If Bwana is the project of Al Margolis (1955), who began producing tapes of dadaistic
noise in 1984.
The five compositions on Wah Yu Wan (Generations Unlimited, 1990) are, instead, almost ambient/new age in the way they flow organically and search for a cohesive structure.
If Bwana later released:
33 Birds Went (Pogus, 1995), with a female vocalist,
Jane Scarpantoni on cello, Brian Charles on clarinet, oboe and saxophone, Kevin Sparkle on percussion;
Breathing (Pogus, 1996), whose title-track (both tribal and droning)
Jane Scarpantoni on cello, Dave Prescott on dijeridu and Brian Charles on dijeridu and oboe;
Tripping India (Pogus, 1997), containing three pieces for tape manipulations of acoustic instruments (including 3 Out of 4 Ain't Bad for 3 different pianists playing 3 different pianos at 3 different times);
Clara Nostra (1999), a monumental composition for 106,476 clarinets, a rivised version of his old Horn & Hard Arts (1988);
and the double-CD I Angelica (2001).
Fire Chorus (Ants, 2004) compiles four compositions, including
Accidentally Angelica for cello and synthesizer, that was left out of
I Angelica (2001).
Rex Xhu Ping (Pogus, 2005) contains six electro-acoustic compositions.
Their quality is mixed.
Natraj is a concrete collage performed by Margolis alone (that evokes
the sounds of small underground animals in the forest, whatever the original
Frog Field does not use samples but only electronic sounds and a xylophone to compose a soothing blanket of minimalist repetition and ambient drones.
Quaderni is equally abstract and eerie (voices and other sounds are used as sources).
Oy Vey Angie is a haunting chamber piece, scored for accordion, organ, trombone, guitar, cello and the usual arsenal of electronic devices.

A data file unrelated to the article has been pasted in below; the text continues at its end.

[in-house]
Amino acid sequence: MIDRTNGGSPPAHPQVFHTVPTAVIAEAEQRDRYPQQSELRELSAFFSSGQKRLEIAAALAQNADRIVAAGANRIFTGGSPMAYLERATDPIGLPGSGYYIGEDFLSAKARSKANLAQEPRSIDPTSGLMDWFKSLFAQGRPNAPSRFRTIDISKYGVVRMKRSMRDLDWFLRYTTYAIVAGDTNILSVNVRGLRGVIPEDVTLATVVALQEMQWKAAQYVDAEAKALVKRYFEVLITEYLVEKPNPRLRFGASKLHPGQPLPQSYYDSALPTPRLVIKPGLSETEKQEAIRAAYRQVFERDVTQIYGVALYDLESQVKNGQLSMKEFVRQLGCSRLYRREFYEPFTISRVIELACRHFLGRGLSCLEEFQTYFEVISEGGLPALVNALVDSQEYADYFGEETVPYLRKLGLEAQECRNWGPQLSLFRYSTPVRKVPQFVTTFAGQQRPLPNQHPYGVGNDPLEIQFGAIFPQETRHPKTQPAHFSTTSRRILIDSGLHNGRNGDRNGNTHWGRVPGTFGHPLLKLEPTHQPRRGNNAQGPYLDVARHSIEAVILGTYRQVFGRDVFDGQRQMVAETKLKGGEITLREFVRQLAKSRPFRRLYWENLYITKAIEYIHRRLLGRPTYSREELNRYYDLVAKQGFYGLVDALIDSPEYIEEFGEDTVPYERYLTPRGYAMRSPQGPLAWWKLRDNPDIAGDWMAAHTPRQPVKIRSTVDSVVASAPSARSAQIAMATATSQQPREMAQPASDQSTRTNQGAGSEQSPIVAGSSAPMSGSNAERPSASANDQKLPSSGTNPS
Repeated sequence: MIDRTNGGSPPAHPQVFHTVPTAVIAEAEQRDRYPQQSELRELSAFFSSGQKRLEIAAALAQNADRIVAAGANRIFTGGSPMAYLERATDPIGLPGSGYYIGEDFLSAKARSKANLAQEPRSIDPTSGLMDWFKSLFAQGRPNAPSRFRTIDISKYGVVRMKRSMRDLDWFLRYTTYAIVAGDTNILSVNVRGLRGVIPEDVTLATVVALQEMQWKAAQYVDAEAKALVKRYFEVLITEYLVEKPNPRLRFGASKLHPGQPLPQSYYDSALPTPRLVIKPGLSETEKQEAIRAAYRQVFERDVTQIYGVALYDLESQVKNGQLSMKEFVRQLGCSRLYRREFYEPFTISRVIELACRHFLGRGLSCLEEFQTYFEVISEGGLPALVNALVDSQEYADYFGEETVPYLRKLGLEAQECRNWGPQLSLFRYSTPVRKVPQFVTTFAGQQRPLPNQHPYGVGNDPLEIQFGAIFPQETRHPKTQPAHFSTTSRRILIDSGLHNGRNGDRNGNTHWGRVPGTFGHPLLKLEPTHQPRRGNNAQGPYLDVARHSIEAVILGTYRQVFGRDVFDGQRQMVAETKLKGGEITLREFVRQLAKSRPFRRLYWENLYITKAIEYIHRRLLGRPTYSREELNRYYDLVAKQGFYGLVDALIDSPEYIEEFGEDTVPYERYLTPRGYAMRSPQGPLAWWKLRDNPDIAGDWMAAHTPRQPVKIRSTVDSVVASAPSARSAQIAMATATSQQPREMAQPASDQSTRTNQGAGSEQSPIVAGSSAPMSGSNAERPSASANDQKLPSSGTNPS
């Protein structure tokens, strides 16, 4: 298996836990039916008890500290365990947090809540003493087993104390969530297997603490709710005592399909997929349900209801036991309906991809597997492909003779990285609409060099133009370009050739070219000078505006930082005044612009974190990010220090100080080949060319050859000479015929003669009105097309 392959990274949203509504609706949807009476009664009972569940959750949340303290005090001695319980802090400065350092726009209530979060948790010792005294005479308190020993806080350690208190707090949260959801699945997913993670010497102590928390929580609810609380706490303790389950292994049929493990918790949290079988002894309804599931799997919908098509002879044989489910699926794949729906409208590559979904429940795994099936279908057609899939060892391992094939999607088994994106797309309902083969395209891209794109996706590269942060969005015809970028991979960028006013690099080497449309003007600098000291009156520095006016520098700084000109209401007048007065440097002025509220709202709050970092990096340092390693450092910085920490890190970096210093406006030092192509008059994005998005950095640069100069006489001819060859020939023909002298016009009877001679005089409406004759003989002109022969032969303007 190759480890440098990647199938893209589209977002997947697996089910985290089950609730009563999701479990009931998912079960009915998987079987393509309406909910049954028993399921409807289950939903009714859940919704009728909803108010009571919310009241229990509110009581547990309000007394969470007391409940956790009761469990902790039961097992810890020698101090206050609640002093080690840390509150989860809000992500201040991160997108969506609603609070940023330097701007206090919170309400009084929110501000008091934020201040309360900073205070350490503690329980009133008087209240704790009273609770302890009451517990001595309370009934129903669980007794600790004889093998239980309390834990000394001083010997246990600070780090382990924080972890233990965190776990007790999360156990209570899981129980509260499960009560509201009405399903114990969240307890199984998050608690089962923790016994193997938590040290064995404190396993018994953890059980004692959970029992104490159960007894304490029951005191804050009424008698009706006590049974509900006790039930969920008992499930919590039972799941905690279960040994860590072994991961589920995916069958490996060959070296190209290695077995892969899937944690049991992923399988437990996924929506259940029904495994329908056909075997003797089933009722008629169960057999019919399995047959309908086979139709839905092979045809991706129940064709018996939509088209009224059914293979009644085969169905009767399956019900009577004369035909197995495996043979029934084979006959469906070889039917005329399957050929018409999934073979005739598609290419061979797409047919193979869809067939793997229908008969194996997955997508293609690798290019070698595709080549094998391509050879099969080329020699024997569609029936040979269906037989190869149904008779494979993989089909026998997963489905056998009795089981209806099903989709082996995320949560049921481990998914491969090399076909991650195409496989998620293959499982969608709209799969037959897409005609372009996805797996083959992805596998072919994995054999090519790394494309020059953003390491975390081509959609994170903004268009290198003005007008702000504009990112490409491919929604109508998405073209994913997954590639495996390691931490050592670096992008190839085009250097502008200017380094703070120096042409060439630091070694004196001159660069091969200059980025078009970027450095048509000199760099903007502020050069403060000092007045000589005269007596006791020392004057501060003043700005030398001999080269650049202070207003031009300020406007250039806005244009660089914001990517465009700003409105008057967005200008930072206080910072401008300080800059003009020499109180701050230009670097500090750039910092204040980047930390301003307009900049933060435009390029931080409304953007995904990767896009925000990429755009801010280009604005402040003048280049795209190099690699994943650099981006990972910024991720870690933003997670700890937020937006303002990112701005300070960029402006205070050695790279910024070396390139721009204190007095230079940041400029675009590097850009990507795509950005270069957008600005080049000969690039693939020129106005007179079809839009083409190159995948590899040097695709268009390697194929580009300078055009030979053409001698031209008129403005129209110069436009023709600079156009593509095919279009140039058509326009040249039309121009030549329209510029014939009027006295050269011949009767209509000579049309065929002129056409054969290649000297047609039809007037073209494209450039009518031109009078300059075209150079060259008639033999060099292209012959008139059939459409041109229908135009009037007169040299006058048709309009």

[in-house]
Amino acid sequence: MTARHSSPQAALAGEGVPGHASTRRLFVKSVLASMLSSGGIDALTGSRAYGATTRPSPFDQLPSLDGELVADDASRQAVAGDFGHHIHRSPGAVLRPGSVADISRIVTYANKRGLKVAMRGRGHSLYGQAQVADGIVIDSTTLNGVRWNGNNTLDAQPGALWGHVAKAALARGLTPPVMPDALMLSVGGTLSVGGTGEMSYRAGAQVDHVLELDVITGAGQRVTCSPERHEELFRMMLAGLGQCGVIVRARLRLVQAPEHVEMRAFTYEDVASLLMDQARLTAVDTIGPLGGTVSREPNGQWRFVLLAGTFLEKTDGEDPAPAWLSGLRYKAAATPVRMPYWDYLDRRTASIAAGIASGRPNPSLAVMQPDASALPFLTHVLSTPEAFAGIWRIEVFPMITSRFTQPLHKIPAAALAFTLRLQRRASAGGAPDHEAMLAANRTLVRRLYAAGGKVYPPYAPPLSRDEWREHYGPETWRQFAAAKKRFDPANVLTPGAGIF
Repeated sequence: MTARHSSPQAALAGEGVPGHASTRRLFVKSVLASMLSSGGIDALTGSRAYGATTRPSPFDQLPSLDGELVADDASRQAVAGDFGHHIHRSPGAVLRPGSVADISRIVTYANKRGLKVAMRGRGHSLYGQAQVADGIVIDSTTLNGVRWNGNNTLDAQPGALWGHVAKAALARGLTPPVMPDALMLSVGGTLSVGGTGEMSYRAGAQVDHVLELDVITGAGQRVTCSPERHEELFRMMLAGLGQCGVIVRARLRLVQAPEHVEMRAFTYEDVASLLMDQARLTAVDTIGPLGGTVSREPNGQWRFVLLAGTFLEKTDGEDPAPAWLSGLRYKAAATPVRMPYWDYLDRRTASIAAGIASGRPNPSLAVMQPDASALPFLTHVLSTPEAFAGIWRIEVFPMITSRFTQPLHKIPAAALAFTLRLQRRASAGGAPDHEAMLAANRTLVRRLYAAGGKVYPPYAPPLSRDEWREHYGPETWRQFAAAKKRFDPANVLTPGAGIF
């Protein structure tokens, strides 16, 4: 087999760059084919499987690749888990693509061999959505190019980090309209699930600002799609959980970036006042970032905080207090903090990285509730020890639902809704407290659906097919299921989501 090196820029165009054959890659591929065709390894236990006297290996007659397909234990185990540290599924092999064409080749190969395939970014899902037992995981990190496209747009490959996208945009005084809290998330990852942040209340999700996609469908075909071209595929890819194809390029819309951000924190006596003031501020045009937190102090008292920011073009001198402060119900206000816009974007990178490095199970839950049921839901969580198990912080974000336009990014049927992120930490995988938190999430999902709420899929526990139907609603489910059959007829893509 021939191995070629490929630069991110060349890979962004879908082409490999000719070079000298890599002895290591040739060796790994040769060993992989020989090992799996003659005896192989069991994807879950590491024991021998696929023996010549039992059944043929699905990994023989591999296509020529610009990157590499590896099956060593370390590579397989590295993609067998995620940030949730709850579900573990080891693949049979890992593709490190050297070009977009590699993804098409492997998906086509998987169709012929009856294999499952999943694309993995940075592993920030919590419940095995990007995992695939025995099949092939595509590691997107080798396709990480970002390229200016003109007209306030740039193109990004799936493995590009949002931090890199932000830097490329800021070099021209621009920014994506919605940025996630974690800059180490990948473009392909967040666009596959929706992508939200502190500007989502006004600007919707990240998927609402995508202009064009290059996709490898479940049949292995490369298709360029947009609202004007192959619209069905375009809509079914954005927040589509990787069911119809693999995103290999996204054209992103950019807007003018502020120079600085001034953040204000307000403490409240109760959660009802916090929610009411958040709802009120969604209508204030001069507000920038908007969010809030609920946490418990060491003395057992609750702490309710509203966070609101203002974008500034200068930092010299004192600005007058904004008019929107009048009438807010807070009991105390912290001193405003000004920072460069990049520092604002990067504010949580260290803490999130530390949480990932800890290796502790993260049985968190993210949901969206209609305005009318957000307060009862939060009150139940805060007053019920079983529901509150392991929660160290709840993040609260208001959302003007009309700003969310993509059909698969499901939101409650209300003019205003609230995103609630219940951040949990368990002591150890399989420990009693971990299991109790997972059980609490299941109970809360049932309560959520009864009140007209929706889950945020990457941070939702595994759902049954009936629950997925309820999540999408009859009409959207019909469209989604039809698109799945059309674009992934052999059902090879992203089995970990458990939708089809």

Other pieces are far less engaging and perhaps did not deserve to appear
next to these ones.
An Innocent Abroad (Pogus, 2007) contains two pieces by Margolis.
The 43-minute four-movement
An Innocent Abroad for electronics, vocals and flutes was created by
having the vocalist improvise a vocal track, then by multiplying the track,
then by feeding the tracks to flute improvisers, then by manipulating the
results. Whatever the process, the result is oneiric, languid and spaced-out,
almost psychedelic in nature.
The 19-minute Issue for electronics and multi-tracked voice falls in
the tradition of musique concrete and concocts a more dynamic processing of
the original vocals.
Favorite Encores (Pogus, 2008) collects four compositions by
Noah Creshevsky and three by If Bwana.
The latter are electronic poems that manipulate preexisting sources.
The female vocals are drowned in a majestic flow of slow-moving timbres in
Scraping Scrafide remixes a piano part from an older composition
but little is left of it in the high-tension counterpoint of electronic
noises. On the other hand, the female vocals take centerstage in
Cicada #4 - Barnard Mix, which is the only one of the three in which
the human element prevails (and lends a sense of angst to the proceedings).
Assemble Age (Mutable, 2010)
compiles five works that consist in reprocessing other people's performances.